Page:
Recruiting public school teachers gets new focus

A new N.C. Teaching Fellows program aims to recruit STEM and special education teachers from varied backgrounds, with extra benefits for work in low-performing schools

Christine T. Nguyen — The North State Journal
Rep. D. Craig Horn and Sen. Chad Barefoot speak about a proposal for the North Carolina Teaching Fellows program during a press conference at NC State's Biomanufacturing Training and Education Center on March 9.

RALEIGH —— A newly revamped North Carolina Teaching Fellows program is before the state legislature now after a coalition of the state’s top brass in education presented it at NC State’s Biomanufacturing Training and Education Center on Thursday.The new Teaching Fellows program provides up to $8,250 in a forgivable loan to students who agree to go into teaching special education or science, technology, engineering and math (STEM) in N.C. publicly-funded schools. These are the areas that are the most difficult for teacher recruitment. In 2015, 90 school districts reported having difficulty staffing high school math teachers.

Recipients of the loans would have 10 years to pay them back or they can teach in public schools for two years for each year of tuition. As an incentive to drive teachers to struggling schools, each year they teach in a low-performing school, one year of their loan is forgiven.

“We need driven, talented teachers in every single field … but science, technology, math and special education positions are particularly hard to fill because the job market is so strong here,” said UNC System President Margaret Spellings. “We see our strongest STEM graduates recruited before they even graduate. Having an incredibly rich technology industry is an boon to our state but a challenge to our schools.”

The program replaces the N.C. Teaching Fellows that the Republican-led legislature started phasing out in 2011 during the post-recession state budget recovery. At the time, lawmakers took a lot of heat for ending the scholarship program which awarded only four year scholarships to 500 high school seniors who would teach in any subject. They pledged to replace it with an updated one that addressed the current recruitment climate.”This is the fulfillment of that promise,” said Sen. Chad Barefoot (R- Franklin), who participated in a listening tour at universities with education leaders across the state over the last year. “Through much collaboration and good feedback we have arrived at a proposal that we are all strongly behind.”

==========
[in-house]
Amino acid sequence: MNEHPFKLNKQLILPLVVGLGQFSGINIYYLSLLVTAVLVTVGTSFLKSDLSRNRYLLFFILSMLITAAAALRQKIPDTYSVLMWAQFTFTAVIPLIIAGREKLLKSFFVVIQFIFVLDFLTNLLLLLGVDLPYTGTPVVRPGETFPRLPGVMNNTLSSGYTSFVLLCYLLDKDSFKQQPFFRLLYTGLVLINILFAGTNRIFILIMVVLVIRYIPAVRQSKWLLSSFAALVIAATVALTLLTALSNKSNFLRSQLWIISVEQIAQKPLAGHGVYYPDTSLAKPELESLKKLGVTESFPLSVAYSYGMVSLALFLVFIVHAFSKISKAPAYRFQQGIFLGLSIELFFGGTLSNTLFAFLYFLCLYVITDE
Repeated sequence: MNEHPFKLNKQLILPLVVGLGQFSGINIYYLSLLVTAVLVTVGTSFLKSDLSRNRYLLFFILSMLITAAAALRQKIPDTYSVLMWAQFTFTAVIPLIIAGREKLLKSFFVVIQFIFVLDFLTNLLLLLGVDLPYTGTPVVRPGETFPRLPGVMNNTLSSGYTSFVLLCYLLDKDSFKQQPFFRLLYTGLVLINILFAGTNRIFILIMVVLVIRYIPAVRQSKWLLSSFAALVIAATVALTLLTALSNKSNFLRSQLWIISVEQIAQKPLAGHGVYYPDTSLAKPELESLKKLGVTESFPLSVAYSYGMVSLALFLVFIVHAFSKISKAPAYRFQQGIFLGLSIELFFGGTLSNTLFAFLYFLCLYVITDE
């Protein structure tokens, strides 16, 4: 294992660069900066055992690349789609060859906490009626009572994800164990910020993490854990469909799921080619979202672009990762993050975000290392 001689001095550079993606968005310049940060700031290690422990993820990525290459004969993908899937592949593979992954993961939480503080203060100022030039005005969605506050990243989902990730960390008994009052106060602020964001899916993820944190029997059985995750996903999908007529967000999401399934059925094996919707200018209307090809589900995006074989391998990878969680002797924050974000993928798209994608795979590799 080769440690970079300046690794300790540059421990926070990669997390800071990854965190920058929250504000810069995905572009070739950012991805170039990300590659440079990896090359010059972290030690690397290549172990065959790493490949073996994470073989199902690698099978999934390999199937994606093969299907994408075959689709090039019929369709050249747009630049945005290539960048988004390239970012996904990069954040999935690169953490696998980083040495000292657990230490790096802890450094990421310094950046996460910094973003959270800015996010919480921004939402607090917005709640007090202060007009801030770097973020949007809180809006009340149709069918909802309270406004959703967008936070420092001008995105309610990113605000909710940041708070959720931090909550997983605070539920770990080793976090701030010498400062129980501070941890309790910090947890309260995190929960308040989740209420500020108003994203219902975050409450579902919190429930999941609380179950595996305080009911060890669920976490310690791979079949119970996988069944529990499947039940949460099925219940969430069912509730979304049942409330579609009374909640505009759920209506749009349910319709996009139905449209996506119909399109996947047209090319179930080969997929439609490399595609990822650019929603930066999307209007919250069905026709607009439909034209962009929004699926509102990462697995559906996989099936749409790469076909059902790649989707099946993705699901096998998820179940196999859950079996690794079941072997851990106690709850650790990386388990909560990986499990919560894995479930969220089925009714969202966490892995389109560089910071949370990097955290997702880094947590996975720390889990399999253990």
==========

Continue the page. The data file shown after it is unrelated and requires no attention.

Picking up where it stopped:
One of the new proposals in the bill is an effort to pull people from other majors or other career fields into the classroom. An applicant may already have a bachelor’s degree in something other than teaching, or they may be changing their major to teaching from another field. Recipients can use the forgivable loan to finish their bachelor’s degree or earn their master’s degree in education. It’s a feature of the program that lawmakers hope will open teaching up to a wider range of professionals.

Bill sponsor Rep. Craig Horn (R-Union) considers it “fishing from a bigger pond” for a new generation of teachers.

“N.C. continues to experience a dramatic decline in teachers entering the profession,” said Horn. “Our most immediate need is in lower performing schools and in hard-to-fill subject matter such as science and math. Today we ring the bell for the teachers — come on, we need you.”

The bill establishes the “North Carolina Teaching Fellows Commission,” which would select the recipients of the awards and identify the five most-effective teacher preparations programs in the state. The commission would be appointed by the N.C. General Assembly and will include academic deans, teachers, principals, a member from business and industry, and a local school board member.